Apr 16, 2014 Sarah Mansour rated it liked it
Pietra Rivoli takes you on a trip of a T-shirts production, distribution, usage and re-usage.
She starts off with the very basic farming of the cotton, covering its history in the US and its chronological development following the technological revolution. She then goes on and gives possible scenarios of where the cotton ends up to be made into garments and t-shirts. For that, she visits the main production site: China. In China you get exposed to various aspects of the t-shirt production starti
Sep 28, 2015 Marilyn rated it really liked it
Shelves: non-fiction, business
One thing is certain - if we took everything foreign off our backs and out of our houses, most of us would be standing nearly naked in empty rooms. Even as we consumers all like to pay less for products, we don't understand near enough about the costs.

Though likely a bit dry for most people, this is a terrifically interesting topic. The T-shirt’s journey shows how economic forces react to obstacles, fighting off the U.S. textile industries, Southern congressmen, and a labyrinth of tariffs and q
Nov 21, 2014 Jax rated it liked it
Shelves: economics
This book had so much promise- I found the idea of tracing the history of a particular t-shirt from source to end product compelling (and I'm not usually one to be that interested in economics). There was a lot here to consider: the complex interplay between politics and capitalism, the pros and cons of globalisation etc.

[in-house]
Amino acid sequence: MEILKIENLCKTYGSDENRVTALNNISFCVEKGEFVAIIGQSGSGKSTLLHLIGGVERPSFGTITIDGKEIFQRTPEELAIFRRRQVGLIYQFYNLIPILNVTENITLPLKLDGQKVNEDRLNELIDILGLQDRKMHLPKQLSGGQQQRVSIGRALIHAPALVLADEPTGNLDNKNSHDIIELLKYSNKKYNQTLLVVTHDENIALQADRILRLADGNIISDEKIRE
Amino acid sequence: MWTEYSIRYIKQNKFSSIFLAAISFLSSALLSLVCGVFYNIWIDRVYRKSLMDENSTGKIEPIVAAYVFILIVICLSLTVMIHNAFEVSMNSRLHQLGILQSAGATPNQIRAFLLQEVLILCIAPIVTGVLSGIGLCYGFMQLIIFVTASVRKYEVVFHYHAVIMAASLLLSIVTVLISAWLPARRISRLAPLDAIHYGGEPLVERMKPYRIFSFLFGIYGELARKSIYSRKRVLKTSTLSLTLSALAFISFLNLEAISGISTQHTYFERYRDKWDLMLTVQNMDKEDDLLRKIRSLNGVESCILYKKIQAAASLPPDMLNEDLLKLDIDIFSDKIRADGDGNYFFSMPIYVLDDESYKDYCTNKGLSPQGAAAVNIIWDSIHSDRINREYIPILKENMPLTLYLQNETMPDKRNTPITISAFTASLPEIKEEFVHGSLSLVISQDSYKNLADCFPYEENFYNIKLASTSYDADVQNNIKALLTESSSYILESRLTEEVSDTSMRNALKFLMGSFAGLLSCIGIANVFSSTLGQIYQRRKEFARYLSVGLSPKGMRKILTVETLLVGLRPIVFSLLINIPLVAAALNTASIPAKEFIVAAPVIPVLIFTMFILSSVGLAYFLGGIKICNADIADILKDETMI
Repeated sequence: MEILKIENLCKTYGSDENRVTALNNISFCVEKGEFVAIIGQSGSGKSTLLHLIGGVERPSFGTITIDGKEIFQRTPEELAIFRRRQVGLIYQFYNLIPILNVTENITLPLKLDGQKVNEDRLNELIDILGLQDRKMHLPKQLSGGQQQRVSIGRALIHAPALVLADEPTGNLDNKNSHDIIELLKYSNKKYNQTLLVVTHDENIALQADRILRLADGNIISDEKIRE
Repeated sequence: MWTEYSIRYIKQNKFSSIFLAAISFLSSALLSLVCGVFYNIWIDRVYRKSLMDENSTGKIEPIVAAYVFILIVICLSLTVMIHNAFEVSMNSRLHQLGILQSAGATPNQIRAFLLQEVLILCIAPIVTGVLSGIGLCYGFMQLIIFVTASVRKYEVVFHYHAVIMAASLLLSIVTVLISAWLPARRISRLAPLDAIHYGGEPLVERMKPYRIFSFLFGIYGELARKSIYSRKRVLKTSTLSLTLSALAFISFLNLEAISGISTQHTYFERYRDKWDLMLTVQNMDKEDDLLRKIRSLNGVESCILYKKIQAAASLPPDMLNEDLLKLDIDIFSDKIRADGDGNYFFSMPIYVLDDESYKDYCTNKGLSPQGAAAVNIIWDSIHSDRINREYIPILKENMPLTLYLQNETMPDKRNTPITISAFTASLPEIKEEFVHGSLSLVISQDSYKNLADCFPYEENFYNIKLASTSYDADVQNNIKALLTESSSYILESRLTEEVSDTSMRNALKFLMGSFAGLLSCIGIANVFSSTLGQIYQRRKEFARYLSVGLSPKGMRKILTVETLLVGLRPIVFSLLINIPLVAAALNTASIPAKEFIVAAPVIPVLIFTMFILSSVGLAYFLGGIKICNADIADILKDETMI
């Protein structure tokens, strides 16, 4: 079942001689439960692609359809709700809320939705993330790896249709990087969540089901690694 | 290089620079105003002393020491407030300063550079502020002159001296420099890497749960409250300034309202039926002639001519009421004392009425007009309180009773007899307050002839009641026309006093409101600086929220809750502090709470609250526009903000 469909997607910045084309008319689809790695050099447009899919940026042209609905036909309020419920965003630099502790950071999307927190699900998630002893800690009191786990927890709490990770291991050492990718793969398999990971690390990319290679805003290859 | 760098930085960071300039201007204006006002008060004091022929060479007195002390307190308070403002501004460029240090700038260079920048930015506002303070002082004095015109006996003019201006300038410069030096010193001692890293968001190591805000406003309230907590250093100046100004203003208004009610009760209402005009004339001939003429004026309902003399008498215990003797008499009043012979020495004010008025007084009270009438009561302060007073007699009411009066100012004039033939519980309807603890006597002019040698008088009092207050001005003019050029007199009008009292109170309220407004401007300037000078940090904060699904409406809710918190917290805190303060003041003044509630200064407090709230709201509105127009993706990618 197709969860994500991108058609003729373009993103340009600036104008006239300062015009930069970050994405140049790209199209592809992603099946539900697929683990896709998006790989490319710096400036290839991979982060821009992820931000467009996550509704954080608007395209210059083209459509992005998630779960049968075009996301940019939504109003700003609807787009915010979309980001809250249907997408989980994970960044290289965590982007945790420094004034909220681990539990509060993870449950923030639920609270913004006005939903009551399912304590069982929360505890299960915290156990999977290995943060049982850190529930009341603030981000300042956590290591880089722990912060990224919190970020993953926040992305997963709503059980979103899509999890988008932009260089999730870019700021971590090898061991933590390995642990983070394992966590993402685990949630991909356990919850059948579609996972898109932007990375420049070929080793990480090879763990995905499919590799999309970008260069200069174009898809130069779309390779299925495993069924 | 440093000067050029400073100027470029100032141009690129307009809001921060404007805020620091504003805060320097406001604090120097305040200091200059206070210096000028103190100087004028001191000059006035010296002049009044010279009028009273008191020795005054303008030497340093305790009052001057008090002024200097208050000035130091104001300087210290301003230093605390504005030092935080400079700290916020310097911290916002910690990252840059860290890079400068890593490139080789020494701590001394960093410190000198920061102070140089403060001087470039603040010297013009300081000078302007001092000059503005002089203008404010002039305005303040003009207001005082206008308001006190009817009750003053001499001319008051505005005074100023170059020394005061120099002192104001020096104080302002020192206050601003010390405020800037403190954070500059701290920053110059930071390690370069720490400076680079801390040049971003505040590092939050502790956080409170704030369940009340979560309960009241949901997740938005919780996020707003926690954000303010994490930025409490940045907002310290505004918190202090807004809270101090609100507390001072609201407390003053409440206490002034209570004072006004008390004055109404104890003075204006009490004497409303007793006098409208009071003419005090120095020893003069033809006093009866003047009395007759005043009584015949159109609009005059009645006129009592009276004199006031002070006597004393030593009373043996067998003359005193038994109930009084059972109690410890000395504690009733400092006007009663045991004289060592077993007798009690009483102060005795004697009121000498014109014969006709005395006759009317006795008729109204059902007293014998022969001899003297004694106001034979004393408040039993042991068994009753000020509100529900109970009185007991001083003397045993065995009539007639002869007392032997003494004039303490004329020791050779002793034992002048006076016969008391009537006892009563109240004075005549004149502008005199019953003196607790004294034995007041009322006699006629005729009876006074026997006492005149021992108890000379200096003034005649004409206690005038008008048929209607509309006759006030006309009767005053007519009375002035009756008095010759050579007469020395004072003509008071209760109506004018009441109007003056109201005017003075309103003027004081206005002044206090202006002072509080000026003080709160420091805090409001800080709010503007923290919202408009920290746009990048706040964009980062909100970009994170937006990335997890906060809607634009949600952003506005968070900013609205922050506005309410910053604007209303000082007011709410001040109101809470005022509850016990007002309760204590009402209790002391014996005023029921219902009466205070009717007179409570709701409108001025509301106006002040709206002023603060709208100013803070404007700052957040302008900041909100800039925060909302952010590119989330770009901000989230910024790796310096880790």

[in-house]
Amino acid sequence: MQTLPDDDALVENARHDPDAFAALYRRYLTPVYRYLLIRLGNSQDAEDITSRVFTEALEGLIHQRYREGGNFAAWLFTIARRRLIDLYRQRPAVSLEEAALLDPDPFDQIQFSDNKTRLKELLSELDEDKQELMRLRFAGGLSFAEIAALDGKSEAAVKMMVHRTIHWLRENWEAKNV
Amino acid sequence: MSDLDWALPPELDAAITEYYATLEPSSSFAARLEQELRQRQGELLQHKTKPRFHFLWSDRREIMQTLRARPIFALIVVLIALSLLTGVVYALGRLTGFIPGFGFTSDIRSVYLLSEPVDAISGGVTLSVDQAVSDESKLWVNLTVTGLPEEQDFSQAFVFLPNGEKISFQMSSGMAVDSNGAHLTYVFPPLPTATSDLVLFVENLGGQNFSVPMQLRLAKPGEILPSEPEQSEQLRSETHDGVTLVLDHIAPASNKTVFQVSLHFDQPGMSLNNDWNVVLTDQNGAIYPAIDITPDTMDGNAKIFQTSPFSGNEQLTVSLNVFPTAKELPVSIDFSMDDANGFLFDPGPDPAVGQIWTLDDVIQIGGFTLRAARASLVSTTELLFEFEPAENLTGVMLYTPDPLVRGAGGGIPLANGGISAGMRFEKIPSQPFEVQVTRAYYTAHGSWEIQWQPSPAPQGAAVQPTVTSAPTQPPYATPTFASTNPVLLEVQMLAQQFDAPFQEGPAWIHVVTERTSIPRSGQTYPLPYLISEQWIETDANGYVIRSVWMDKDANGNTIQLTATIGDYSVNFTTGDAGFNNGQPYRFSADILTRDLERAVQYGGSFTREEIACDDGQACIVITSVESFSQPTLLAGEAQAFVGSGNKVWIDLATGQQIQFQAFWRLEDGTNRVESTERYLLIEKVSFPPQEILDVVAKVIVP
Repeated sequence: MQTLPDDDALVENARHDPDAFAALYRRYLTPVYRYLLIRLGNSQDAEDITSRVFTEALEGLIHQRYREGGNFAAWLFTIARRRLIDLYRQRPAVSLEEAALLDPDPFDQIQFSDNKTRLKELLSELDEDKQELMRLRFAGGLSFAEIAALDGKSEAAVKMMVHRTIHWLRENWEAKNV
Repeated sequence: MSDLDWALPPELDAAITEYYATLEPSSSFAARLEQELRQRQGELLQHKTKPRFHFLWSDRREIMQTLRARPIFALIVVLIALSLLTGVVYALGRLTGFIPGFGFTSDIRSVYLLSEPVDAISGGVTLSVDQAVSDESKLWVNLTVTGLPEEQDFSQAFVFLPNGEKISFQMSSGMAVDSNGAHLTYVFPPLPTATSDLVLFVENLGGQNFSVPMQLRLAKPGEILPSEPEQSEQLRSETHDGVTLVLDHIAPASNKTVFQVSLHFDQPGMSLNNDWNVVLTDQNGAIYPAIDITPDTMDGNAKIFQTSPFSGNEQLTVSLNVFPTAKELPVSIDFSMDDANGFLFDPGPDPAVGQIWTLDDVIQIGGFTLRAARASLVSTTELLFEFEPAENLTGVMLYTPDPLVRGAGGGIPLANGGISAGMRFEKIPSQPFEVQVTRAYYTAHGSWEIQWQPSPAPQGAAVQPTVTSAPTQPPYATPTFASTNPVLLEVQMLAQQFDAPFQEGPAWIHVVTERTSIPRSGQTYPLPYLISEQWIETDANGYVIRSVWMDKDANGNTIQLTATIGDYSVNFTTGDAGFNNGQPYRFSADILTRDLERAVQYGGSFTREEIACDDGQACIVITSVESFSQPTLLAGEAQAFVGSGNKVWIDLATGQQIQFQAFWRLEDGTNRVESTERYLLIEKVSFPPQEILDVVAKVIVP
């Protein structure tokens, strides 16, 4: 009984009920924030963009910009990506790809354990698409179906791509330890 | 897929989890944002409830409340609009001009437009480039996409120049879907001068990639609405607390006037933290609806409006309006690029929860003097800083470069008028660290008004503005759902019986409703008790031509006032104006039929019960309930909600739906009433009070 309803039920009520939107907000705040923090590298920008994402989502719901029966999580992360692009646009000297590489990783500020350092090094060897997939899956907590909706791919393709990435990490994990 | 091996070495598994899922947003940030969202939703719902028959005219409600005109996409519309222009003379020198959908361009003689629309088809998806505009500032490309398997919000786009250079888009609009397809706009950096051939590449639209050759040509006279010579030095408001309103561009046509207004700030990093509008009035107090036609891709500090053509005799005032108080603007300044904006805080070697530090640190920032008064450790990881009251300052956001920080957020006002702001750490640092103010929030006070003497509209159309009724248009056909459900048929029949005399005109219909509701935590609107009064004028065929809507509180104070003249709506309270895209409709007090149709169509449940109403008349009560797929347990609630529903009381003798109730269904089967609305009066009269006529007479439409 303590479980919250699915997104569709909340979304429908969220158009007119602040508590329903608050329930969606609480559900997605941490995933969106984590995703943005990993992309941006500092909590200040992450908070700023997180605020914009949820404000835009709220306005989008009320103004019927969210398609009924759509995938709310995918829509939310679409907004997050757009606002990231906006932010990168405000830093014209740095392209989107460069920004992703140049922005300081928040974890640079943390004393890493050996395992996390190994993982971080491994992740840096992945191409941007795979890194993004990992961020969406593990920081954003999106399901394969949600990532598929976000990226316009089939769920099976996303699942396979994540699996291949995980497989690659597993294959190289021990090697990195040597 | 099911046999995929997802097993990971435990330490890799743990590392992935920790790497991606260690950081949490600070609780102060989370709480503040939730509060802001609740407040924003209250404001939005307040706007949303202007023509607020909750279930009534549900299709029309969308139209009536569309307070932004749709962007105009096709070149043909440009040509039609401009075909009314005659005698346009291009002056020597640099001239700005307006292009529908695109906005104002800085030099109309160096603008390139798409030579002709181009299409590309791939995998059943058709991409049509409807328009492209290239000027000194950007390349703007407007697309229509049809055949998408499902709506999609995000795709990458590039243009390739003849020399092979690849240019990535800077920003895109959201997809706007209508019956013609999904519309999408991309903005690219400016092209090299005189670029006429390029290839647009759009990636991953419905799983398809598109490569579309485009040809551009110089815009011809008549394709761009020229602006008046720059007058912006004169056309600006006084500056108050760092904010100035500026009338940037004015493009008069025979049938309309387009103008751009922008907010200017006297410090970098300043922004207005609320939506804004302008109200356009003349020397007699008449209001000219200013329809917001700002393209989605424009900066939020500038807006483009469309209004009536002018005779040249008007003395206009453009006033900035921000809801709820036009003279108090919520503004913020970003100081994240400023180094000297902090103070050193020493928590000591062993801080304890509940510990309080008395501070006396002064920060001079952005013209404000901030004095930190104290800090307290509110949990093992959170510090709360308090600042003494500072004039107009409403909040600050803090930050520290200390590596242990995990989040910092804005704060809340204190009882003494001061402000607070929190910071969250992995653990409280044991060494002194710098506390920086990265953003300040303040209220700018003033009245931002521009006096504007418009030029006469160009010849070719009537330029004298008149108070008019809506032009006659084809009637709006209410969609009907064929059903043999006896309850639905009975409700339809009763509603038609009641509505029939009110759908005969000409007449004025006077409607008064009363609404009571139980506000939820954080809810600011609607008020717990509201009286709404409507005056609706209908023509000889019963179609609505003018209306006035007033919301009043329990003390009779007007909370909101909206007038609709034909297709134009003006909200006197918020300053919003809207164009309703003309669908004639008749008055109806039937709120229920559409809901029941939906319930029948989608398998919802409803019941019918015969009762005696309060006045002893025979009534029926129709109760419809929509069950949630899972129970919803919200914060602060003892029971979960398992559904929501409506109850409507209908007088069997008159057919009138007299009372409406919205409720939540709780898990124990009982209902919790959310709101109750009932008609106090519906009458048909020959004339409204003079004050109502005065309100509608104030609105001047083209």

Unfortunately, Rivoli spends a lot of time focusing on the US. That's not to say that this isn't valid or interesting in and of itself, but it means that the sections which deal
Bibhu Ashish
Sep 26, 2015 Bibhu Ashish rated it it was amazing  ·  review of another edition
It was wonderful to read the book and get so much insight into how the global trade works. Though the book is all about the cotton and apparel industry, it can be applicable to any industry in this world of globalization. It throws a lot of light on how politics affect the global trade.

Another interesting aspect which the book dealt with so nicely was that it is not the globalization which hampers the local economies, but it is the political reaction, political response and political involvemen
Oct 24, 2016 Akshay rated it really liked it  ·  review of another edition
Very interesting book! Highly recommended for those in Textile industry, readers interested in global trade and economics or in general a curious soul like me.

Things I did not know before reading the book -

1. Agriculture (subsidies and technological revolutions in the seeds and farming area)
2. Textile production ( Economies of scale in China and US south, social structures deciding workforce, and human rights)
3. Voter blocks, lobbyist, politics of quota and relations between countries that d